U-Control – The usual picture-in picture feature from Universal is available here, working on three levels. The first level is what looks like a complete set of animatic storyboards for the film, which you can watch along with their corresponding scenes. The second level is a series of additional interviews and on-set video footage beyond what you can find in the regular featurettes. The third, and best, level, is a series of videos of the voiceover sessions done by each actor. Multiple takes of most lines are shown here, so you can really see the actors working through their performances. The material with Ian McShane is particularly great. I note that the U-Control material is not available while watching the film in 3D.
    My Scenes – The usual Blu-ray bookmarking feature is available here, allowing the viewer to set their own bookmarks throughout the film.
    BD-Live - This Blu-ray includes access to Universal’s BD-Live online site, allowing for the viewing of trailers online. Along with the trailers, there is also an additional interview with Henry Selick available at the BD-Live site. Titled “The World According to Henry”, it is presented in standard definition and runs a little more than 5 minutes. If you’re registered with Universal BD-Live, signing in makes it possible to activate various online functions including sharing of “My Scenes”, sharing of your mash-ups, chatting with other people, or generating your own commentary for the film. A “How-To” guide is also included for anyone that needs it.
    Commentary by Director Henry Selick and Composer Bruno Coulais – Henry Selick does a scene-specific commentary, talking about the various elements of the film as they unspool. This can be a little dry in places, but there’s a wealth of information here, particularly for fans of the stop-motion genre. Bruno Coulais provides separate comments over the end credits of the film, detailing his involvement with the film and his approach to scoring..  
    Deleted Scenes (8:37, 1080i) –  Several deleted scenes are presented by Henry Selick in a series of odd video introductions that cut off his first words at various times. Selick acknowledges that these scenes are ultimately unnecessary to the film, which is why he chose not to complete them or include them with the film. The scenes cannot be viewed individually.
    The Making of CORALINE (35:53, 1080i) – This multi-part featurette takes you from the adaptation of the story from Neil Gaiman’s book through the production process. Gaiman cheerfully acknowledges the changes made to his work, saying that a completely faithful adaptation would only have lasted about 45 minutes. The featurette includes visits to the various departments working on the film, including a discussion of the extensive wardrobe created for the film at a very small scale, a discussion of the CGI effects used to augment the animation where needed, and the process of making the film in 3D with a camera on a special mount that would move it back and forth within the space of two eyes to get two shots for every frame. The parts of this featurette can be viewed on their own or via a “Play All” function. As each part is fairly short, I recommend just running the whole thing. (One of the more interesting bits in this featurette is a display of all the various facial expressions and transitions available for each character – which is accomplished by pulling off the lower part of the face and attaching the appropriate version!)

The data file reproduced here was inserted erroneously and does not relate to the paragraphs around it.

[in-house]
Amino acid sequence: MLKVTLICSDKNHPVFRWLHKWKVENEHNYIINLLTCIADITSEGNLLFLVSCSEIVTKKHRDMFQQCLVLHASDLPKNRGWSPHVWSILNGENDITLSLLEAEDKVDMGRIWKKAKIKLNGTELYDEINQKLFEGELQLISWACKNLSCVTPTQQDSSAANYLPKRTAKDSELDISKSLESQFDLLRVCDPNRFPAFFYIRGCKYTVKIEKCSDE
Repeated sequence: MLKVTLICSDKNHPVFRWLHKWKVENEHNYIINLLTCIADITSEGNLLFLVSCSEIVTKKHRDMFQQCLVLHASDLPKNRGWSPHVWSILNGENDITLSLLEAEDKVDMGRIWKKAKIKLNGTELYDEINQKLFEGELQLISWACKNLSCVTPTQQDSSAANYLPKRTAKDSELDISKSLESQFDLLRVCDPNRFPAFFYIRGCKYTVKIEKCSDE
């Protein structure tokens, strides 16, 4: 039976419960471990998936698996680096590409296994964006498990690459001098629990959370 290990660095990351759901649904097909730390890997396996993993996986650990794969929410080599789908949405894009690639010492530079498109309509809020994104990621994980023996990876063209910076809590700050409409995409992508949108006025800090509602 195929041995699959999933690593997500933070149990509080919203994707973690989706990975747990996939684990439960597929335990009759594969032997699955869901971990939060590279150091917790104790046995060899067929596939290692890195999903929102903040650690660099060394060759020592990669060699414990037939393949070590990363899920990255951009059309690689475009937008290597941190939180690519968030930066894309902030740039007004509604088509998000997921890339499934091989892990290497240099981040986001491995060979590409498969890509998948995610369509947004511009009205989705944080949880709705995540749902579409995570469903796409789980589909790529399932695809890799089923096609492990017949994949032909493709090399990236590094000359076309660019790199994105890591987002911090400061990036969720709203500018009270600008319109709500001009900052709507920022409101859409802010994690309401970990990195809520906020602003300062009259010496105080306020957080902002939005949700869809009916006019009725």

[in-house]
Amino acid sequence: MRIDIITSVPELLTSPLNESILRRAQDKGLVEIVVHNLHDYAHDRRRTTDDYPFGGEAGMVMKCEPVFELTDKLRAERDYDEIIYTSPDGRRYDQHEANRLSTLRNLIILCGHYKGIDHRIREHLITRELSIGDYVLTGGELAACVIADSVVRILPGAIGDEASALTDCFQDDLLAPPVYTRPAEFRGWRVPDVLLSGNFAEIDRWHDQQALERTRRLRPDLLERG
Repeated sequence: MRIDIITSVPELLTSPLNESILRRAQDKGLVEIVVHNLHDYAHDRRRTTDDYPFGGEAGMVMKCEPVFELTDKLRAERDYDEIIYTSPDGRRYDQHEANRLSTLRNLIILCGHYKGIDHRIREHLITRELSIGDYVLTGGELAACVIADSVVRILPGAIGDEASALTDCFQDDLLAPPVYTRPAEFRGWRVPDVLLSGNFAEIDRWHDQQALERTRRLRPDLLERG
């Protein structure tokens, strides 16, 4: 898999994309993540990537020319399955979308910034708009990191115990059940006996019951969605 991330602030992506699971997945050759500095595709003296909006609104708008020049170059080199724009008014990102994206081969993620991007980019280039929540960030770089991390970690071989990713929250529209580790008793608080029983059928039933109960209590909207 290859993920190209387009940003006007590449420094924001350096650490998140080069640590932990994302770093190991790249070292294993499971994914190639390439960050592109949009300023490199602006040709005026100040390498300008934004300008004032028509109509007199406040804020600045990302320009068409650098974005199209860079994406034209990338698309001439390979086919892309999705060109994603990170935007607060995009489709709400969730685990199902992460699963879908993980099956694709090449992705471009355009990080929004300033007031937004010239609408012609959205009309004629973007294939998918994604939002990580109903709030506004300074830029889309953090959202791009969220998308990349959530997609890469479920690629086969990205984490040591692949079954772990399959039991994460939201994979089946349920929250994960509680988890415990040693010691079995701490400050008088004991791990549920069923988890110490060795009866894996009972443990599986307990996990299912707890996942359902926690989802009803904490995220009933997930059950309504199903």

Voicing the Characters (10:46, 1080i) – Henry Selick and the cast talk about the process of recording their voices for the film’s characters. Some footage is shown of the voiceover sessions, and this is interesting material, but it’s really just a warmup for the picture-in-picture material available when the movie is playing.
    Creepy Coraline (5:03, 1080i) – This brief featurette goes into the scarier and ickier creations used in the film, including various bugs and rodents. Appropriately enough, it starts off with a stop-motion animator showing off her box of rats. I’ll leave the rest of this to your imagination. Have fun.
    D-Box Motion Code – An option is presented to use this motion code in sound systems that can handle it.
    As I said before, there’s a standard-definition disc available in the packaging. It holds a standard-definition copy of the film with SD 5.1 sound in English, French and Spanish and the commentary track with Selick and Coulais.
    Digital Copy – The standard definition disc included in the package holds a digital copy of the movie that you can download to your PC or portable device.
    Subtitles are available for the film and the special features, in English, Spanish and French. A full chapter menu is available for the film, with markers to note which chapters have applicable U-Control features. 
    One other quick note:  Universal has put up a website at which will allow you to interact with Coraline's garden through your computer.  You'll need to print out a page from the site, and have a webcam and the proper Active X plug-in.  I have not tried this myself, but Universal tells me that you'll do things like click on different objects and blow into a microphone to make things happen.  Anyone who tries this please respond in this thread...
    IN THE END...
    Coraline is a worthy addition to the world of family fantasy films, and another example of fine stop-motion animation from Henry Selick. The film itself is worth seeing without the special features, but the fact that they’ve provided some really interesting bonus content makes this an easy purchase. I am happy to recommend it, especially for families to watch together. It may be scary in places and a little icky in others, but that’s part of the nature of fantasy. And this film achieves both its scares and its character development quite honestly. I’m glad Selick made this film and that it’s been given such a nice treatment on disc. 
    Kevin Koster
    July 22, 2009.